Last week I, and others, took the Dayton Education Association to task for its decision to scuttle the district's participation in the state's Race to the Top application. To understand this criticism, consider that the union rejected RttT funds in the face of a $5 million budget shortfall caused by rising home foreclosures and delinquent property taxes.

Further, Dayton's school district has seen 10,000 students flee for charters and other places in the last decade (shrinking from 24,000 students to about 14,000 students) and enrollment in the DEA has dropped from 2,000 in 1998 to about 1,100 in 2008. During this time the union has steadfastly resisted any serious reform, despite real efforts by different superintendents and school boards over the last decade. Dayton is perennially ranked as one of the lowest performing districts in Ohio, battling the likes of Cleveland and Youngstown for the dubious distinction of worst in the Buckeye State.????

If any urban school district in America needs reform, it's Dayton, and the reforms embedded in RttT are steps in the right direction. When asked why the DEA rejected RttT funding, here is what the union president had to say:

How would you like your job to be based on criteria over which you had no control? Let's say you are an editorial writer for a city newspaper. How would it be for your evaluation to be based on how many ads your paper sold? Understand, you are not...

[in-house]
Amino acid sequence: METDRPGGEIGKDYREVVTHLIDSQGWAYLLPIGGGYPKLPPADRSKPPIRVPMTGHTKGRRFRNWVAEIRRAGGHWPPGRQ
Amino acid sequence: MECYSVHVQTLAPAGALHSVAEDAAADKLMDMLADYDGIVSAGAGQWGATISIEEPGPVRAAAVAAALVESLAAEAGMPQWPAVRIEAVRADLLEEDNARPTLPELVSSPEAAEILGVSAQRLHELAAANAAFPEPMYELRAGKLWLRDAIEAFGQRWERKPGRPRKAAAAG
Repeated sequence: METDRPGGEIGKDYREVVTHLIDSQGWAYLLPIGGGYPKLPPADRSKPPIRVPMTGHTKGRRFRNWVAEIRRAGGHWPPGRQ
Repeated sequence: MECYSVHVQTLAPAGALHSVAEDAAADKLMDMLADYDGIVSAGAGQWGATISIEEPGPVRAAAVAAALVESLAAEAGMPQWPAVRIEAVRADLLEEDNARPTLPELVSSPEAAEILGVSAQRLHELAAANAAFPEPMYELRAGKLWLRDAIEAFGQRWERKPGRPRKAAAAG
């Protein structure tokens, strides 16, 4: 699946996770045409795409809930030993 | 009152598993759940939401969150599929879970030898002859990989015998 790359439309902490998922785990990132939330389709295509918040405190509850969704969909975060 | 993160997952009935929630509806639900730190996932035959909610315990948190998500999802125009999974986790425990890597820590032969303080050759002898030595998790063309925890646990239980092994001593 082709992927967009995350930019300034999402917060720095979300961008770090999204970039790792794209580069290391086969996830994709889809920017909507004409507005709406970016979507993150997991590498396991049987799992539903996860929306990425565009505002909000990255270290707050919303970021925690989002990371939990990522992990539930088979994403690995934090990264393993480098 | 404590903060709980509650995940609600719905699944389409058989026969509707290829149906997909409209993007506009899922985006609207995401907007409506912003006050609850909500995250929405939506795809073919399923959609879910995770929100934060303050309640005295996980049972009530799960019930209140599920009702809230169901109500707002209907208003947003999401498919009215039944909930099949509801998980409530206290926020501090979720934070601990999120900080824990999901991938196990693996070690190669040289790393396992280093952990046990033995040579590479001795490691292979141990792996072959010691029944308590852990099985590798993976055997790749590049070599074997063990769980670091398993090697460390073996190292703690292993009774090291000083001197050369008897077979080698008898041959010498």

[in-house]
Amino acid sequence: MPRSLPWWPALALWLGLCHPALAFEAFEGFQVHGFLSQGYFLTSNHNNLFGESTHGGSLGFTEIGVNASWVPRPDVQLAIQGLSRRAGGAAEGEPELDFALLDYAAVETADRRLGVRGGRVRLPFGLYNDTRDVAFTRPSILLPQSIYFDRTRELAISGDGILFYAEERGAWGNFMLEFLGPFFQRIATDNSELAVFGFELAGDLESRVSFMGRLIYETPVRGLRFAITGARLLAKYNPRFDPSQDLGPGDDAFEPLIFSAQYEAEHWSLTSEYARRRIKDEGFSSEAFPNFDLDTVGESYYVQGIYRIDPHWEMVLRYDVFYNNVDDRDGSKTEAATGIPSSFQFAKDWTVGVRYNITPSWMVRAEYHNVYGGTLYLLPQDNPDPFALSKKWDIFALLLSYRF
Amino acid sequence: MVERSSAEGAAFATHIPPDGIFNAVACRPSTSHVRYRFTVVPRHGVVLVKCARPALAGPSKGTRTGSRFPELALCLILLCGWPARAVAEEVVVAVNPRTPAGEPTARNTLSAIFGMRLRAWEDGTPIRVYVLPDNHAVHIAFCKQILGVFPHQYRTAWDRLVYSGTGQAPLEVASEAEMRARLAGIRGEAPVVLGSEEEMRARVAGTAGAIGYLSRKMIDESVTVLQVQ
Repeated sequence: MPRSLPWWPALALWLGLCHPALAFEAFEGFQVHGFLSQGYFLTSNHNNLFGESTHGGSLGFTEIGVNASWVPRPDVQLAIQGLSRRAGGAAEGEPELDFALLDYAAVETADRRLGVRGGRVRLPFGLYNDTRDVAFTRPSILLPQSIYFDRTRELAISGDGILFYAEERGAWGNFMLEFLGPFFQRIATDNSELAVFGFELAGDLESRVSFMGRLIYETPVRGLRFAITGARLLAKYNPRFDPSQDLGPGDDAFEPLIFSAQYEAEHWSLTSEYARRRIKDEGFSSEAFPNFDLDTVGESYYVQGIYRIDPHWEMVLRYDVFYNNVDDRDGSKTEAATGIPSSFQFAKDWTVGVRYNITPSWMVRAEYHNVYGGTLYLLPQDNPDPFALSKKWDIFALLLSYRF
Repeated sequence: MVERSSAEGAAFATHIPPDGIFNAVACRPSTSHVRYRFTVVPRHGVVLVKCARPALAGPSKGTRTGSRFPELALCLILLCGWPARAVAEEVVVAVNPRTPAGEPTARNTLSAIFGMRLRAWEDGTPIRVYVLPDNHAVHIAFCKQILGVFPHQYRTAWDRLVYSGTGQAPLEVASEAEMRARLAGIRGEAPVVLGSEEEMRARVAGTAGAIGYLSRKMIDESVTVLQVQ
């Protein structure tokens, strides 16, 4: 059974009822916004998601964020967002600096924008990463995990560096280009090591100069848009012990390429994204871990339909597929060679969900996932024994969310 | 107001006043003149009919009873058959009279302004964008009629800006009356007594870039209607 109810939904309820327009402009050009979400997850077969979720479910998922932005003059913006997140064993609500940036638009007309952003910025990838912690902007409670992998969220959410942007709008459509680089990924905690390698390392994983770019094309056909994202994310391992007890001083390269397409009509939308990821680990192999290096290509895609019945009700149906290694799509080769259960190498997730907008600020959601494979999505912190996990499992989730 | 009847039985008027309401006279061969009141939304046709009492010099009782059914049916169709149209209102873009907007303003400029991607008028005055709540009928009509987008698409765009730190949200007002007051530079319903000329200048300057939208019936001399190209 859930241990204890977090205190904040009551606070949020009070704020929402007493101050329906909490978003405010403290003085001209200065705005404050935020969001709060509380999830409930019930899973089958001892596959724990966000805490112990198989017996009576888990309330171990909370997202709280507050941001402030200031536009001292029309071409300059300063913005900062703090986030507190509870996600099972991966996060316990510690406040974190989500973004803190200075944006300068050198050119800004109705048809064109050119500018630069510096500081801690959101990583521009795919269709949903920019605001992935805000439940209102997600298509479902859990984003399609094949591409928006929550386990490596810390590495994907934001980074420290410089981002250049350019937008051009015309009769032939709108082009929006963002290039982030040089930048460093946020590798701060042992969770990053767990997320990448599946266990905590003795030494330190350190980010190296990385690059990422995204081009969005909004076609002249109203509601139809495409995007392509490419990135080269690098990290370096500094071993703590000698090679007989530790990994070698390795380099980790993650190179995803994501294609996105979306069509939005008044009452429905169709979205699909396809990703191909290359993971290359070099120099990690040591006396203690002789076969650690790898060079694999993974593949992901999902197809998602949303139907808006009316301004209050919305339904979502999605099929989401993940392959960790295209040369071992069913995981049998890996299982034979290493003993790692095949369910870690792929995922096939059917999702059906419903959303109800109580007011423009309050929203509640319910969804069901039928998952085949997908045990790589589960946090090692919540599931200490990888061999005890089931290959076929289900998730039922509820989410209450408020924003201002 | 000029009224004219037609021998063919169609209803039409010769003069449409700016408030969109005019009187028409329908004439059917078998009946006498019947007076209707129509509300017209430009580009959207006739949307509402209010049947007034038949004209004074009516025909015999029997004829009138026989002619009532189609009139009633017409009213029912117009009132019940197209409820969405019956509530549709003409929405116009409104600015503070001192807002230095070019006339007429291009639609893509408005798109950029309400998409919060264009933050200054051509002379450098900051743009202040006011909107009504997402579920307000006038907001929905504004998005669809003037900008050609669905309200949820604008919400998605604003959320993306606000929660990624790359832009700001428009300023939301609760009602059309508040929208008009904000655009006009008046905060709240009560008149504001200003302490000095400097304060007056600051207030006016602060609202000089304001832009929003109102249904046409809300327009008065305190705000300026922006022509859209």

After the release last month of The New Teacher Project's Cincinnati-focused human capital reform report (see Jamie's take here), both district and union leadership seemed genuinely intent on using their upcoming contract negotiations to work together toward improving the district's schools.???? Education-reform-wise, things seemed to be looking up in the Queen City, a place where I've long been optimistic about the potential for improving education, given the city's dynamic school choice market and the fact that the district is one of the few in the Buckeye State to actually shut down persistently failing schools. But now with district-union contract negotiations just around the corner, my optimism is waning.????

The Cincinnati Enquirer's Ben Fischer reports that in the first few months of the school year, the union filed 51 grievances against the district for low-level contract violations and asked the State Employee Relations Board to investigate an unfair labor practice charge related to the superintendent's plan for addressing persistently failing schools. The number of grievances isn't unusually high, but the unfair labor practice charge puts at risk the district's attempt to close and redesign its worst schools. If the district can't do that, and if the new collective bargaining agreement is more of the same-old, same-old and not informed much by TNTP's findings, Cincinnati's education reform efforts might be doomed to suffer the same fate as its beloved Bengals.????????